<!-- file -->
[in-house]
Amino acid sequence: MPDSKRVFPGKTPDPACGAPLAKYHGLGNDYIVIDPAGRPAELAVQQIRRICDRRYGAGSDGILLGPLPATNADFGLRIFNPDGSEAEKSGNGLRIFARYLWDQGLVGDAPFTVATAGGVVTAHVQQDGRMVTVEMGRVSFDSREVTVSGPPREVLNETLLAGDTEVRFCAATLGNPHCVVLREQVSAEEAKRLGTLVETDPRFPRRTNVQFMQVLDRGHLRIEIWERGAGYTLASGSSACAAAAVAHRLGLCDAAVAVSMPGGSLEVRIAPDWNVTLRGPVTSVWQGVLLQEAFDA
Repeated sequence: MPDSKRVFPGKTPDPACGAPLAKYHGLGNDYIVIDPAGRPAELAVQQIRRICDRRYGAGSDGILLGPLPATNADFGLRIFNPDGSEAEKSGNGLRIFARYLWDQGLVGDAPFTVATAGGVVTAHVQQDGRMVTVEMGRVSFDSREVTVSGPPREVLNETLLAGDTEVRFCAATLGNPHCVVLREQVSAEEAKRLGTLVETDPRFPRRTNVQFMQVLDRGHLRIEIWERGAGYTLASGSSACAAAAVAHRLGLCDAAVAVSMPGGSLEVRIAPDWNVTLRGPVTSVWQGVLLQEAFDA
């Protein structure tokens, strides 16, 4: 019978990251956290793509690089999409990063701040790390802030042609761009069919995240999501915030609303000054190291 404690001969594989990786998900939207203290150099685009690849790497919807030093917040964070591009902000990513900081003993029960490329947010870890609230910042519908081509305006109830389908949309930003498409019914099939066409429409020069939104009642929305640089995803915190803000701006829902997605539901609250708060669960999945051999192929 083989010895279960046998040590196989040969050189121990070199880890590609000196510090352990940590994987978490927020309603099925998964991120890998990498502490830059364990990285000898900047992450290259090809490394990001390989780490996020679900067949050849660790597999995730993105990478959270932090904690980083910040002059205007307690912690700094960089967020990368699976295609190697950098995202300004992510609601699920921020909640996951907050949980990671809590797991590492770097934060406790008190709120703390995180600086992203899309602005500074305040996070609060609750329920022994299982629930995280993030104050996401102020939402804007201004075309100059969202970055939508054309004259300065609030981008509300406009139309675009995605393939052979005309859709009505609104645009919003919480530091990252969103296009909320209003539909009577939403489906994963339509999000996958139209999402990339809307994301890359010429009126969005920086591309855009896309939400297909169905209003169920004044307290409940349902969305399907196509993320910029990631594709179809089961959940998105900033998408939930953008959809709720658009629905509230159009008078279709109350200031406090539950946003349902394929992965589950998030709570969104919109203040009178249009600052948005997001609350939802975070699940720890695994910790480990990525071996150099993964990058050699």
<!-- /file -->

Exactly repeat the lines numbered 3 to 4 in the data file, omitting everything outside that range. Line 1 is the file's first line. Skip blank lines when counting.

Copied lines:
Repeated sequence: MPDSKRVFPGKTPDPACGAPLAKYHGLGNDYIVIDPAGRPAELAVQQIRRICDRRYGAGSDGILLGPLPATNADFGLRIFNPDGSEAEKSGNGLRIFARYLWDQGLVGDAPFTVATAGGVVTAHVQQDGRMVTVEMGRVSFDSREVTVSGPPREVLNETLLAGDTEVRFCAATLGNPHCVVLREQVSAEEAKRLGTLVETDPRFPRRTNVQFMQVLDRGHLRIEIWERGAGYTLASGSSACAAAAVAHRLGLCDAAVAVSMPGGSLEVRIAPDWNVTLRGPVTSVWQGVLLQEAFDA
């Protein structure tokens, strides 16, 4: 019978990251956290793509690089999409990063701040790390802030042609761009069919995240999501915030609303000054190291 404690001969594989990786998900939207203290150099685009690849790497919807030093917040964070591009902000990513900081003993029960490329947010870890609230910042519908081509305006109830389908949309930003498409019914099939066409429409020069939104009642929305640089995803915190803000701006829902997605539901609250708060669960999945051999192929 083989010895279960046998040590196989040969050189121990070199880890590609000196510090352990940590994987978490927020309603099925998964991120890998990498502490830059364990990285000898900047992450290259090809490394990001390989780490996020679900067949050849660790597999995730993105990478959270932090904690980083910040002059205007307690912690700094960089967020990368699976295609190697950098995202300004992510609601699920921020909640996951907050949980990671809590797991590492770097934060406790008190709120703390995180600086992203899309602005500074305040996070609060609750329920022994299982629930995280993030104050996401102020939402804007201004075309100059969202970055939508054309004259300065609030981008509300406009139309675009995605393939052979005309859709009505609104645009919003919480530091990252969103296009909320209003539909009577939403489906994963339509999000996958139209999402990339809307994301890359010429009126969005920086591309855009896309939400297909169905209003169920004044307290409940349902969305399907196509993320910029990631594709179809089961959940998105900033998408939930953008959809709720658009629905509230159009008078279709109350200031406090539950946003349902394929992965589950998030709570969104919109203040009178249009600052948005997001609350939802975070699940720890695994910790480990990525071996150099993964990058050699």